Drawing Is Another Language
D.B. Dowd is a professor of art and American culture studies at the Sam Fox School of Design & Visual Art at Washington University in St. Louis. He serves as faculty director of the D.B. Dowd Modern Graphic History Library at the university, renamed in his honor in 2016. A graduate of Kenyon College (BA in history) and the University of Nebraska-Lincoln (MFA in printmaking) he is active as a writer, curator, and illustrator. He publishes Spartan Holiday, an illustrated journal, somewhat intermittently. He has also just published with the Norman Rockwell Museum in Stockbridge, Mass., Stick Figures: Drawing As A Human Practice. I’ve asked him to tell me the motivation behind and the need for having this unique book.
More recently I have worked with the Rockwell to help create a new Society of Fellows, an effort to recruit and support talented academics to write on these topics, to improve the overall quality of dialogue. Others are also gearing up. The Illustration Research Group, based in the UK, has been holding annual symposia and is publishing a journal. We’ve just announced a new MFA at Washington University in Illustration and Visual Culture, that will integrate studio work, history/ theory, and curatorial studies. I think the future is bright.
On Rockwell himself: partly due to rising prices in the secondary market, Rockwell continues to attract more scholarly attention. But the folks at the Museum know that soon anybody who ever contemporaneously flipped through a Saturday Evening Post with a Rockwell on it will be dead. The Center was a wise move, an adaptation to that reality. They are committed to American illustration more broadly now, and have been for some time. That applies to their collecting as well as their exhibitions and programming.
We behave symbolically. We manifest ideas, which is why hand painted signs are often more intelligently constructed than many computer typeset ones. I think the technology of the future is likely to be better adapted to what we are good at and built for, and less about sedentary finger swipes. I am eager to dissociate drawing from painting in part because that’s where all the aesthetic anxiety comes from. As a historical matter painting aspired to create extremely persuasive illusions: that was its job, one taken up by cinema and virtual reality today. Those are all about specialized training and equipment, and often require access to concentrations of wealth: court painters and blockbuster film directors have some things in common.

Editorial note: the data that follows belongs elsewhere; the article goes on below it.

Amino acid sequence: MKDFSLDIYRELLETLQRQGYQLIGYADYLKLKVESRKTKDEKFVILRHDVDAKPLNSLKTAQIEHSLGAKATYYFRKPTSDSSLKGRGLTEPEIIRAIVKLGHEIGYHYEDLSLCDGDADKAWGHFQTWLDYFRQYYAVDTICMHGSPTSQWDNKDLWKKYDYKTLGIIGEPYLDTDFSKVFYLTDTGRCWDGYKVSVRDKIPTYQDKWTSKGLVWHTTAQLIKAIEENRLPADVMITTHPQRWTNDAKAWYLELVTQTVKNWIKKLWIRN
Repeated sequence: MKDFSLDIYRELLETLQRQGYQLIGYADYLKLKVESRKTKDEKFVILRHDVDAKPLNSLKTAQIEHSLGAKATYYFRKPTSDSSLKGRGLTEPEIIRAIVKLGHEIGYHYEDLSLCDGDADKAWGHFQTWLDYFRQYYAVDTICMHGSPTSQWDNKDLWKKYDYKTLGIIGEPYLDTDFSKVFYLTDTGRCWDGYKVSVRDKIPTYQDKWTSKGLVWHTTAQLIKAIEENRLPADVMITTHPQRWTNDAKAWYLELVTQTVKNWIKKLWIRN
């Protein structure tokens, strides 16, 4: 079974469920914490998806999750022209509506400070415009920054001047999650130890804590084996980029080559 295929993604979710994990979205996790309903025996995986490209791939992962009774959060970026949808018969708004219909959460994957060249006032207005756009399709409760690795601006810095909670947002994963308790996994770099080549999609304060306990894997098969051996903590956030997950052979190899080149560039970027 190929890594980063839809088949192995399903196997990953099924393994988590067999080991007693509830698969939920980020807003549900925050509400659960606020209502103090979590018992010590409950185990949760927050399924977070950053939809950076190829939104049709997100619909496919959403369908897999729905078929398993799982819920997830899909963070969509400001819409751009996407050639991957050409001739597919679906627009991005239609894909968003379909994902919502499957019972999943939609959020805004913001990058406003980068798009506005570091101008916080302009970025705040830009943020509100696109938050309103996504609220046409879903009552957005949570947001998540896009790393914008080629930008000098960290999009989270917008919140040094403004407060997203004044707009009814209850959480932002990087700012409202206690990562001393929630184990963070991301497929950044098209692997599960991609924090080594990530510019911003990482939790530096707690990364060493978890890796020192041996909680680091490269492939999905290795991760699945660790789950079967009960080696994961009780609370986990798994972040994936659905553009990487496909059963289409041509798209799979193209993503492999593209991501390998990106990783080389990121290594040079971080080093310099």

Drawing is different. Drawing is a symbolic activity. Everybody can do it, does do it—even though you hear people say ridiculous things like “I can’t draw a stick figure!” We have to dissociate drawing from illusion-making. It can be used for that, yes, but that’s not its most essential function.
What was your biggest surprise whilst doing research for the book? The book engages an art school audience on some level—it had to start there, because part of what I’m trying to do is to encourage and help rehabilitate the students who crawl out of beginning drawing feeling defeated or dismissed. Beaux Arts drawing—blended with abstract expressionist biases absorbed by the painters who taught all the drawing classes after World War Two—is an outdated contraption, often indifferently delivered. Students are expected to do it because it’s good for them, even though very few practicing artists use those skills today. Another part of that rehabilitation is ideological, because many fine art folks still, at this late date and in the face of declining enrollments, sneer at the aspiring designers and illustrators who fill the seats.
But the biggest surprise has been the conversations I have had with non-art, nondesign people about drawing. Once freed to talk about drawing without having to manage the aesthetic anxiety that seems to universally descend in the 6th or 7th grade, people get really excited. I have long harbored a hope that anyone with an interest in visual experience or human culture could get something out of the book. I wrote it that way—it’s not really an academic book. I hope it will be used in academic settings, of course. Honestly, the book is for everybody, just as drawing is.